Before application of the final cast, the baby is measured for the brace and will have a minor procedure to lengthen the Achilles tendon. Dr. Dobbs performs the tendon lengthening procedure in the clinic under local anesthesia. You may offer your child Tylenol before the procedure and for the first 24 hours after the procedure. Check with your pediatrician for the correct dosage. Please have a bottle and pacifier ready for us to offer during the procedure. You may keep your baby on their normal feeding schedule.

On that day you will:

  • Have the cast removed
  • Get measured for the brace system so it will be ready at your next appointment
  • Wait in a separate room during the procedure and casting
  • Stay for 30 minutes after we bring your child back to you so we can make sure there is no bloodstain on the back of the cast
  • Make your 3-week follow-up appointment

You may see a bloodstain appear on the back of the cast at the ankle area. This stain can appear throughout the first day. It will be about the size of a quarter. Blood should NOT seep out of the cast or come around the front of the cast by the toes. Please contact us immediately if this should occur.

When you return in 3 weeks the casts come off and the brace goes on. Please bring tight, long socks to this appointment.


Bracing: When the final cast is removed, your child is placed in a foot abduction brace designed to prevent the clubfoot deformity from recurring. The brace will be worn 23 hours a day for three months, 18 hours for the next three months, 14-16 hours for the next three months, and 12-14 hours a day (naps and nighttime) until your child is 4 years old. The goal is to be in nap and night time wear by the time they are pulling up.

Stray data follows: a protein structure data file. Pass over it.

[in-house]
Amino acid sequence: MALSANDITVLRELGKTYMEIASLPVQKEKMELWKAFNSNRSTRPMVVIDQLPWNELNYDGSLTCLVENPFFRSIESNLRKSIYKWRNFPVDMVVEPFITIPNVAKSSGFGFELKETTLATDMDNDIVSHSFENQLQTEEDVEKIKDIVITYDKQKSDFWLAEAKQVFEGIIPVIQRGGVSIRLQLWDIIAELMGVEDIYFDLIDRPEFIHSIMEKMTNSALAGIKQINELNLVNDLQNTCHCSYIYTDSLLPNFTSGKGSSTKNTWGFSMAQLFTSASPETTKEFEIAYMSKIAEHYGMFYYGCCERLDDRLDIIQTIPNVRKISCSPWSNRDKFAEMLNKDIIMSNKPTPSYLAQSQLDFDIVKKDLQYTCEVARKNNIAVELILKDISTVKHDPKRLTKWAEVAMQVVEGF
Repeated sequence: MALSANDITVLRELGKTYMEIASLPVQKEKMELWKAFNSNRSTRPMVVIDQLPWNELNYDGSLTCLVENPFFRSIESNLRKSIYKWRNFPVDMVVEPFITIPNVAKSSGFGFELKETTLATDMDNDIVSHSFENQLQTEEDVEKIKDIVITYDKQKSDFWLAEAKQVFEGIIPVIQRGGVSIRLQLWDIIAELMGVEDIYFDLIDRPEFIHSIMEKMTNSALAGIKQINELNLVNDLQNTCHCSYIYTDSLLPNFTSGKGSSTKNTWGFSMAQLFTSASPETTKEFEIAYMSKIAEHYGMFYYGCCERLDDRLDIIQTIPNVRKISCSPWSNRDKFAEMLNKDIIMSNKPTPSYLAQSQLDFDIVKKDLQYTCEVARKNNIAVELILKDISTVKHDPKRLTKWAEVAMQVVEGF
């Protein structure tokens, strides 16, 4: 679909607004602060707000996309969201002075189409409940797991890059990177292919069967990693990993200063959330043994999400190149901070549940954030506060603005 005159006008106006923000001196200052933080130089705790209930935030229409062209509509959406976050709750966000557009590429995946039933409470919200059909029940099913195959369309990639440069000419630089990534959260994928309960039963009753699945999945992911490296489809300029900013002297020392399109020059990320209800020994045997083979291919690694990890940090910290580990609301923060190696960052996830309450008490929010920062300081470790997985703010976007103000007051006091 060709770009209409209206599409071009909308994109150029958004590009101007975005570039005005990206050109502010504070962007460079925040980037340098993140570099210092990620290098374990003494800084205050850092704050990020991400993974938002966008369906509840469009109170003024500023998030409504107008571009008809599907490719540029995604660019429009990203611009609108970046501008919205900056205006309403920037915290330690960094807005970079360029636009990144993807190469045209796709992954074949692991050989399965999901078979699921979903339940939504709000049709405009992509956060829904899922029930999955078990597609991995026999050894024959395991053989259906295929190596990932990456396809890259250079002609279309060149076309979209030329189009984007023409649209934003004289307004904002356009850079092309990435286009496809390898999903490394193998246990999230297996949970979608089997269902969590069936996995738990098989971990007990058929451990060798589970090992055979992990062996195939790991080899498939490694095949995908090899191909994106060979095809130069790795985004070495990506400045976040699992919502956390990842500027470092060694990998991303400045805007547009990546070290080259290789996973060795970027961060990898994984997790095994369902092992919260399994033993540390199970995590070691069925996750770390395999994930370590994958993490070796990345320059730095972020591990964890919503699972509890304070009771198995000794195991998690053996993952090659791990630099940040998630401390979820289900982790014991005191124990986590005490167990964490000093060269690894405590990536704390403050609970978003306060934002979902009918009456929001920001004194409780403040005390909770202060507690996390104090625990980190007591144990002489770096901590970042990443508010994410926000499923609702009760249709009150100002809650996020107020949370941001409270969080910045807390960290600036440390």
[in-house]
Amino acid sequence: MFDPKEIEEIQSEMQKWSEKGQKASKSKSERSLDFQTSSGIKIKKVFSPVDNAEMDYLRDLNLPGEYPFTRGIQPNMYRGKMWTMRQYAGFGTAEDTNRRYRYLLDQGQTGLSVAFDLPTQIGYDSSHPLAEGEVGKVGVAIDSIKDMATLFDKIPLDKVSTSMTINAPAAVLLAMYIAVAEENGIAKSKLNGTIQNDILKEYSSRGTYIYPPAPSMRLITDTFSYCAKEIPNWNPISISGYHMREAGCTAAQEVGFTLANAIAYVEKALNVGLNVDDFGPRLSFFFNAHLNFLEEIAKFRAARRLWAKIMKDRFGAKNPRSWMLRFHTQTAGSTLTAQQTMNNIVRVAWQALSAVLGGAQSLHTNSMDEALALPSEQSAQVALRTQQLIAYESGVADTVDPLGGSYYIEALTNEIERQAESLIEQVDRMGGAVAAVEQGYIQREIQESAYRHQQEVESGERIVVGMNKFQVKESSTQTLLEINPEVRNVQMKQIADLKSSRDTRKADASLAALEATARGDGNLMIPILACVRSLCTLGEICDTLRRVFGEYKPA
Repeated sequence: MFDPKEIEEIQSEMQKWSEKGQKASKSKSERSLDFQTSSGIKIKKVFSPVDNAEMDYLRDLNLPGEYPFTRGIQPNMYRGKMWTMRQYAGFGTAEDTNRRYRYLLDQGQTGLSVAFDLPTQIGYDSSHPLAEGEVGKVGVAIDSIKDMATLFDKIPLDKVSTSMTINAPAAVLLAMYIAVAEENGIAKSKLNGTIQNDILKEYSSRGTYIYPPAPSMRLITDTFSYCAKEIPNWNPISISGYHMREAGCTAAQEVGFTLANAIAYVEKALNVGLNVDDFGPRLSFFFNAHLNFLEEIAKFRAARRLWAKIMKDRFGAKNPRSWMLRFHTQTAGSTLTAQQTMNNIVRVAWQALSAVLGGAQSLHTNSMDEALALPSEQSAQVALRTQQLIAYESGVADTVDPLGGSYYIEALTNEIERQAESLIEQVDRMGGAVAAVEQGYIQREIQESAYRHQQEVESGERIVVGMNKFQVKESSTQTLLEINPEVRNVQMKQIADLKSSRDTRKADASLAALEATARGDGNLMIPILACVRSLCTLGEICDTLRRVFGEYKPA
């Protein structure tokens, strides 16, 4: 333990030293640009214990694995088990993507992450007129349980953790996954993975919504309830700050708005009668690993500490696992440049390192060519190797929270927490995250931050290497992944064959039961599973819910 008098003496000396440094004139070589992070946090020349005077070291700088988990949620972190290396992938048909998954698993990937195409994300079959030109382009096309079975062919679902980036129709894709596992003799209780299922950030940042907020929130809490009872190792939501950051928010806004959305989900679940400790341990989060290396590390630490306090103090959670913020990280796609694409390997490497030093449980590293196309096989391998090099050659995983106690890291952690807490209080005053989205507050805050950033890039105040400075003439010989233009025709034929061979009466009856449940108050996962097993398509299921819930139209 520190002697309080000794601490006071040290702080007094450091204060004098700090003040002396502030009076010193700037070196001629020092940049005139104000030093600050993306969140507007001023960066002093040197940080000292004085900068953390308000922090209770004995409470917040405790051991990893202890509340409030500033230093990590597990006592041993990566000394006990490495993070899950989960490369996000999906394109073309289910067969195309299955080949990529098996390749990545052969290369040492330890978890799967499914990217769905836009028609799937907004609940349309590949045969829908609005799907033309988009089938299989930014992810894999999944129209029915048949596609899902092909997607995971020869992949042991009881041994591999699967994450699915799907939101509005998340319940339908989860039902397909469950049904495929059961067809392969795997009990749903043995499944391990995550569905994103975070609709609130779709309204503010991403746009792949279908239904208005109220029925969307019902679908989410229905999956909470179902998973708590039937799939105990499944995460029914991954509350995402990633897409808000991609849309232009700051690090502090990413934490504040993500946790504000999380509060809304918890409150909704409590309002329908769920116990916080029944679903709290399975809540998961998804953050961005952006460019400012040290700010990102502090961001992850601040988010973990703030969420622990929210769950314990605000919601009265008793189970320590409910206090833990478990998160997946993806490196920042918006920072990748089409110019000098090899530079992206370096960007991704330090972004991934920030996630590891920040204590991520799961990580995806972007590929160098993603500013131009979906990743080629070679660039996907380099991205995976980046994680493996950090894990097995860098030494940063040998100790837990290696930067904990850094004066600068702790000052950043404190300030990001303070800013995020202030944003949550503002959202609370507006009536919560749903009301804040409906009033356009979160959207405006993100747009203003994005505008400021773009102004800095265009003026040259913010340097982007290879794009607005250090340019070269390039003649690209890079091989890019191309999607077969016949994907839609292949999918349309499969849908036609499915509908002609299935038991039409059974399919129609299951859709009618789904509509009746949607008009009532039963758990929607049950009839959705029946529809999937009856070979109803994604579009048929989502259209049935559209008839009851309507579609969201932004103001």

After the last cast comes off, your child goes immediately into the brace. Bracing keeps the foot in the correct position. The feet are typically rotated to 60-70 degrees but may be set at a different level upon Dr. Dobbs recommendation. This is not uncommon for those with complex clubfoot or underlying neurological conditions.

Clubfoot will relapse if the brace is not worn. It is absolutely necessary that the brace be worn 23 hours a day for three months. We then wean down to 18 hours for the next three months, 14-16 hours the next three months, and then recommend 12-14 hours a day (naps and nighttime) until your child is 4 years old.

Braces will not delay your child’s development when it comes to sitting, crawling, or walking. NOT wearing the brace will compromise the correction of the clubfoot. The braces need to fit correctly like shoes and will go up in size as your child grows. It is important to remember that this is a new and different situation for your baby. Your baby may be fussier than normal because this is not something they are used to, but braces are not painful.



Expect your baby to be fussy while getting used to the brace. Be relentless! The brace is not painful however it is new and different and can be very frustrating for you and your child. You will all adapt to the brace just as you did to the casting process.

The next 3 months are full-time brace wear (23/24 hours per day).

The 1 hour per day your child is out of the brace can be divided into three 20 minute breaks or four 15 minute breaks throughout the day.

Remove the brace to:

  • Give your baby a bath – do not use lotion on the feet (causes slipping)